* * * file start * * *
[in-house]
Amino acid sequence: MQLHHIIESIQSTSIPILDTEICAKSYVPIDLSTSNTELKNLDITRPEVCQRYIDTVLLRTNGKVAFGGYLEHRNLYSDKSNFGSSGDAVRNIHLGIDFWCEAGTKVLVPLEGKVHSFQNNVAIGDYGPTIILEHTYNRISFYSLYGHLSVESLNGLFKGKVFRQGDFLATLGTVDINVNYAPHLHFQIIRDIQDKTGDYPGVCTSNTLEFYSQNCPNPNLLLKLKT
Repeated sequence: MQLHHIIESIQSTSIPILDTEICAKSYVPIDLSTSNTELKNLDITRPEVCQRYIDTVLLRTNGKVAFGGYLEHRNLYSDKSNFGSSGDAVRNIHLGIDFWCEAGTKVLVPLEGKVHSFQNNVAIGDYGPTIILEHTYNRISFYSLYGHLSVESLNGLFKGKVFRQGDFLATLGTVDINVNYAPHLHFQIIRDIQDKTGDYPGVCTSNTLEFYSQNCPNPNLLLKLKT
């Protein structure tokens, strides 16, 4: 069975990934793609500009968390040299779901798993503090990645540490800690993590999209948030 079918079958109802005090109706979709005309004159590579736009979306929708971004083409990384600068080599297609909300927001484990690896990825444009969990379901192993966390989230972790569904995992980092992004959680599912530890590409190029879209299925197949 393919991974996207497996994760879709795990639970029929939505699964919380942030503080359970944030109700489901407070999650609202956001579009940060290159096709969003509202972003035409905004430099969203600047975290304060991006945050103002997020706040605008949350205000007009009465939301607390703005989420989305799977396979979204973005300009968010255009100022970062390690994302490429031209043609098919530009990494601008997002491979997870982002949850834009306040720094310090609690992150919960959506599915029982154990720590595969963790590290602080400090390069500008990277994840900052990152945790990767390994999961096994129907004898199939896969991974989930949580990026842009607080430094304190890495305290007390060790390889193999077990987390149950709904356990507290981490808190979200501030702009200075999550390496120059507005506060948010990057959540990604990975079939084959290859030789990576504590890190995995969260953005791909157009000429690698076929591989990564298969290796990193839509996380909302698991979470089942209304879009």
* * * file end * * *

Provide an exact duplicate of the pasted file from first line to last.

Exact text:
[in-house]
Amino acid sequence: MQLHHIIESIQSTSIPILDTEICAKSYVPIDLSTSNTELKNLDITRPEVCQRYIDTVLLRTNGKVAFGGYLEHRNLYSDKSNFGSSGDAVRNIHLGIDFWCEAGTKVLVPLEGKVHSFQNNVAIGDYGPTIILEHTYNRISFYSLYGHLSVESLNGLFKGKVFRQGDFLATLGTVDINVNYAPHLHFQIIRDIQDKTGDYPGVCTSNTLEFYSQNCPNPNLLLKLKT
Repeated sequence: MQLHHIIESIQSTSIPILDTEICAKSYVPIDLSTSNTELKNLDITRPEVCQRYIDTVLLRTNGKVAFGGYLEHRNLYSDKSNFGSSGDAVRNIHLGIDFWCEAGTKVLVPLEGKVHSFQNNVAIGDYGPTIILEHTYNRISFYSLYGHLSVESLNGLFKGKVFRQGDFLATLGTVDINVNYAPHLHFQIIRDIQDKTGDYPGVCTSNTLEFYSQNCPNPNLLLKLKT
């Protein structure tokens, strides 16, 4: 069975990934793609500009968390040299779901798993503090990645540490800690993590999209948030 079918079958109802005090109706979709005309004159590579736009979306929708971004083409990384600068080599297609909300927001484990690896990825444009969990379901192993966390989230972790569904995992980092992004959680599912530890590409190029879209299925197949 393919991974996207497996994760879709795990639970029929939505699964919380942030503080359970944030109700489901407070999650609202956001579009940060290159096709969003509202972003035409905004430099969203600047975290304060991006945050103002997020706040605008949350205000007009009465939301607390703005989420989305799977396979979204973005300009968010255009100022970062390690994302490429031209043609098919530009990494601008997002491979997870982002949850834009306040720094310090609690992150919960959506599915029982154990720590595969963790590290602080400090390069500008990277994840900052990152945790990767390994999961096994129907004898199939896969991974989930949580990026842009607080430094304190890495305290007390060790390889193999077990987390149950709904356990507290981490808190979200501030702009200075999550390496120059507005506060948010990057959540990604990975079939084959290859030789990576504590890190995995969260953005791909157009000429690698076929591989990564298969290796990193839509996380909302698991979470089942209304879009």